Memorial unveiled in Filey to honour 4,000 Caribbean servicemen who trained at RAF Hunmanby Moor in World War Two
Leeds barrister Glenn Parsons, who campaigned for three years to get the plaque installed, hopes it will serve as a "beacon for all people of colour" from the Commonwealth who contributed in WW2 and "who have been airbrushed from the pages of history".
The plaque was unveiled by Air Commodore Adam Sansom at 1pm on Saturday April 1 on what was the 105th anniversary of the RAF.
The original request to have the plaque in the town’s memorial gardens was turned down by Filey Council, but the owners of a property in nearby Queen Street later came forward to offer space on their front wall.
Mr Parsons, two of whose uncles, Gilmour Westcarr and Edwin Samuels, were stationed at RAF Hunmanby Moor, said the campaign for it to go up in the memorial gardens would continue.
There are graves of Caribbean servicemen at Harrogate's Stonefall cemetery, which show some were as young 19. Their families never saw them again and probably never visited their graves.
He said: "As delighted as I am with what has been achieved...this campaign will continue, as the only proper place for this plaque is in the Filey memorial gardens.
"That must be right, so that on Remembrance Sunday, when we stand in silence, to think about the people who lived, fought and died shoulder to shoulder, they can all be remembered by their friends and families, together in the same place."
The story of the servicemen, who travelled from thousands of miles away to help the motherland in its hour of need, has largely been forgotten.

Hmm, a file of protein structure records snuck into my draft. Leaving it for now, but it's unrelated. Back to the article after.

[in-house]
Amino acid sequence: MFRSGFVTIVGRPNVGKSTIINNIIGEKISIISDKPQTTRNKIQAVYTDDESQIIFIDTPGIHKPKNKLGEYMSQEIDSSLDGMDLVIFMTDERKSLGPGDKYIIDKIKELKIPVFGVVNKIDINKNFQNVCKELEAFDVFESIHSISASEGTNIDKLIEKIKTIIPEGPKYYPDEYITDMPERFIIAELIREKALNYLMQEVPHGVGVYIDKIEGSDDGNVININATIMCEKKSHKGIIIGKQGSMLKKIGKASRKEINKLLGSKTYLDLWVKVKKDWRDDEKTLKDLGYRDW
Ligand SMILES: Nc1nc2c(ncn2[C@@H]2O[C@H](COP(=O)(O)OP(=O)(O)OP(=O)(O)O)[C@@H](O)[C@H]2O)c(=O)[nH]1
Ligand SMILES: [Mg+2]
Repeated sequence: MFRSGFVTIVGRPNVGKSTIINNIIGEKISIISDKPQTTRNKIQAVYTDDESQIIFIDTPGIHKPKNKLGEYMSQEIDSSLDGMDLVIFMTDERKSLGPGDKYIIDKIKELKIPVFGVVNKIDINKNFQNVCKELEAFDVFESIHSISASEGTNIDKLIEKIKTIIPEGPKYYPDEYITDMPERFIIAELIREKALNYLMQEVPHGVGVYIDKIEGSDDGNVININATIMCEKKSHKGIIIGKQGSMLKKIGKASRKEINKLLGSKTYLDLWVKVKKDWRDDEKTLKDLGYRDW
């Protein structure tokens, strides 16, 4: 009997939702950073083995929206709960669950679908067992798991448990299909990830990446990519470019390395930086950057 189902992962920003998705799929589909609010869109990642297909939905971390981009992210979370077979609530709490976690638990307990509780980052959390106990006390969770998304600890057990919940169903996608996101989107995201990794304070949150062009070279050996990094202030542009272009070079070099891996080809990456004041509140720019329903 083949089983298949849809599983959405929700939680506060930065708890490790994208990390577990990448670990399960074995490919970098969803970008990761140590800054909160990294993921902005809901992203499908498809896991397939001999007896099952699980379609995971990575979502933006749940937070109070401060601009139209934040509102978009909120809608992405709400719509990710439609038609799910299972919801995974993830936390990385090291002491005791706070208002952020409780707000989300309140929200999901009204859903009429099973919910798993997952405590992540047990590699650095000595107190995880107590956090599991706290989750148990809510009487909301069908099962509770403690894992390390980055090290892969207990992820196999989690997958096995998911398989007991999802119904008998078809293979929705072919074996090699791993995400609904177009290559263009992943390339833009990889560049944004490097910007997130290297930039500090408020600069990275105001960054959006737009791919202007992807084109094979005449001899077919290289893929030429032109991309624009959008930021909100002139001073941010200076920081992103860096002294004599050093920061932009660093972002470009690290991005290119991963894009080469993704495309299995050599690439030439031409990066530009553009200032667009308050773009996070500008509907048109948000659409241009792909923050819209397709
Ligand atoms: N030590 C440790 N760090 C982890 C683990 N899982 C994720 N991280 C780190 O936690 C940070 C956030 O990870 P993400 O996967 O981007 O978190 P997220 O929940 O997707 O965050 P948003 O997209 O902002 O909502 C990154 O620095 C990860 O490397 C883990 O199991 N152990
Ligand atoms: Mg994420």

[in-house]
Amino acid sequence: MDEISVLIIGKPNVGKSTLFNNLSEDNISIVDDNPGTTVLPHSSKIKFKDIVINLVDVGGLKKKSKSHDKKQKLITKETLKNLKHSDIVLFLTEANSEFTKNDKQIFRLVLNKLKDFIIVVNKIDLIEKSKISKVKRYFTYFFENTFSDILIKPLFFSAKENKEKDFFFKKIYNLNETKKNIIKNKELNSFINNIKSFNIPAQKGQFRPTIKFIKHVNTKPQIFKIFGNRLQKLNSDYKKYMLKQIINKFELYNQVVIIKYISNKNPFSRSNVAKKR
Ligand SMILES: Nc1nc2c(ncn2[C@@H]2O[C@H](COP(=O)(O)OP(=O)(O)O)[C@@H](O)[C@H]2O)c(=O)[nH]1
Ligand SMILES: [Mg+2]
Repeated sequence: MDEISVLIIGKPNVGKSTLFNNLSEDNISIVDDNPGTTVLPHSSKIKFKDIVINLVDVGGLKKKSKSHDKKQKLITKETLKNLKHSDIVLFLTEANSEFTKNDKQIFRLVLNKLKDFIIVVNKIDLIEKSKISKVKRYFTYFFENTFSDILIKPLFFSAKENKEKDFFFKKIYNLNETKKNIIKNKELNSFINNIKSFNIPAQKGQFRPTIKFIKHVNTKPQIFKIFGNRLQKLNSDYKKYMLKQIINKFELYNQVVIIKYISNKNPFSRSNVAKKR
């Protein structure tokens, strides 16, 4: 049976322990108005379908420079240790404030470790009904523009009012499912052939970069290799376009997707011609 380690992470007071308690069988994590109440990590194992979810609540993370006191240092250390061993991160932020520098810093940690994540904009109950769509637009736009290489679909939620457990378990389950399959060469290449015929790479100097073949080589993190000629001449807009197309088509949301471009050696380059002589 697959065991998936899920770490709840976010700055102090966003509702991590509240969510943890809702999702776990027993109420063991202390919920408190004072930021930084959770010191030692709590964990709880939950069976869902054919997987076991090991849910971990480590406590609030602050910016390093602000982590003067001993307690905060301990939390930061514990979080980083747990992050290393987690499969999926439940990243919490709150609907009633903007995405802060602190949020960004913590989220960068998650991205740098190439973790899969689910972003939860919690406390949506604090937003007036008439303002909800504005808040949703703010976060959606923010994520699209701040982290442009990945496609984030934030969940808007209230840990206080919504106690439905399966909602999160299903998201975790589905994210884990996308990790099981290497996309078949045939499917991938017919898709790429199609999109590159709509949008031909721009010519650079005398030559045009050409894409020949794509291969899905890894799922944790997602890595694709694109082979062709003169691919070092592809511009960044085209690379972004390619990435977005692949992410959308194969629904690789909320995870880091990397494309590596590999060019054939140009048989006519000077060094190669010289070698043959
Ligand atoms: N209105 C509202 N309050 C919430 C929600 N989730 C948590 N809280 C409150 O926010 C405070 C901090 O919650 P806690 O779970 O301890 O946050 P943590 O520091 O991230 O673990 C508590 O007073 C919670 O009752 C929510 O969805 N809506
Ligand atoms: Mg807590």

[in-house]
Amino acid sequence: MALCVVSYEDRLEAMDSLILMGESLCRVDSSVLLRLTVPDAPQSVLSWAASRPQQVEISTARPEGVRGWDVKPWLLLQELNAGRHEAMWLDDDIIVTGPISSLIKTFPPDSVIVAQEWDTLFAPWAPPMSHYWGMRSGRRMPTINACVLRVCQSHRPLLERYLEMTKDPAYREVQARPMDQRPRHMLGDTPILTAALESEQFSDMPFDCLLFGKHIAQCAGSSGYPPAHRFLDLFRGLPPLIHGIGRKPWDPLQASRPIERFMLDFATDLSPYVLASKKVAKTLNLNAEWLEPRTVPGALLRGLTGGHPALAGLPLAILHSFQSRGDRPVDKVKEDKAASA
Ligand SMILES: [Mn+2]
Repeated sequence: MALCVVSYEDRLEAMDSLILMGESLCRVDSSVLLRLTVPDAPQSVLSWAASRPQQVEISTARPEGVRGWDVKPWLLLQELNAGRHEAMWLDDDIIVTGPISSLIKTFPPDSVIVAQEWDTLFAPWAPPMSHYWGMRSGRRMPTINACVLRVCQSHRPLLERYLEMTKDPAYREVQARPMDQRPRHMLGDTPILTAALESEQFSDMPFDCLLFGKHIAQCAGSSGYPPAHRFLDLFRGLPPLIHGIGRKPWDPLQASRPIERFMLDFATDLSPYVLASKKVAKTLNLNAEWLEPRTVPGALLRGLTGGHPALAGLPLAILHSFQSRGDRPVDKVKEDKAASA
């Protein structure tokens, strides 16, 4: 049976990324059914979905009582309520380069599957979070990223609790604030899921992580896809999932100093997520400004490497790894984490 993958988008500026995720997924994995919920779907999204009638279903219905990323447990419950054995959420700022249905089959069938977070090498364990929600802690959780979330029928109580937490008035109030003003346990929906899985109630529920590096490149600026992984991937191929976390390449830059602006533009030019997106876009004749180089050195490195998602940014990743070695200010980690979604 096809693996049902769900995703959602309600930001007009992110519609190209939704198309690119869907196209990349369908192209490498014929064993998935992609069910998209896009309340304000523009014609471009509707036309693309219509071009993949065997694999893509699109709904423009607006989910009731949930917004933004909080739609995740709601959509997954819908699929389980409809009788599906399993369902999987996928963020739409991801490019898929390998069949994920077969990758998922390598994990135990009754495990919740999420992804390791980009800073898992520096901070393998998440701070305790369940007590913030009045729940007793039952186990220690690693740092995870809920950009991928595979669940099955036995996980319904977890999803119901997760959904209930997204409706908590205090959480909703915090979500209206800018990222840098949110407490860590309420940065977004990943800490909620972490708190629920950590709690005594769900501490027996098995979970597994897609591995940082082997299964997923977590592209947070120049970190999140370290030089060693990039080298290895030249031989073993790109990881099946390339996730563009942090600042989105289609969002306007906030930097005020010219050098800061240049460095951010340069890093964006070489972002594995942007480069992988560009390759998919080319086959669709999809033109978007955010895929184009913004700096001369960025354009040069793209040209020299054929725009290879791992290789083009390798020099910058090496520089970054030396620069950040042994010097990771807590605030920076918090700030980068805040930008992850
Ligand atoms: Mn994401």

The first mass immigration of people from the Caribbean included 97-year-old Alford Gardner, who was 18 when he arrived at the camp, requisitioned from Billy Butlin, to train as a mechanic, along with radio operators, cooks and clerks.
Mr Gardner, whose father Egbert Watson Gardner served in WW1 in France and Belgium, later returned on the Empire Windrush and lives in Leeds.
He spoke in 2021 of how local people had been "very welcoming and made us all feel at home".
Veterans Ralph Ottey, 99, Jake Jacob, 97, Jack Crawford, 99, Neil Flanigan, 98, and Gilbert Clarke, 97, also attended. Mr Flanigan joined the RAF in 1943, where he served as a technician in Bomber Command.
Mr Parsons said his uncle Gilmour “was always so proud he came”, adding: “My uncle was transferred to Gloucestershire and then at the end of the war they were all told to leave. Both returned in 1954.
“They’d been very well welcomed. There’s photos of them meeting the local vicar and coming for tea and cricket matches. There was a wonderful accord.”
He was recently asked how it felt to finally get the plaque unveiled. “My initial response was to say that had I known it was going to take three years, I might not have started.
"But in fact, upon reflection, I realised that this unveiling has been at least 80 years in the making, if not over 100 years.”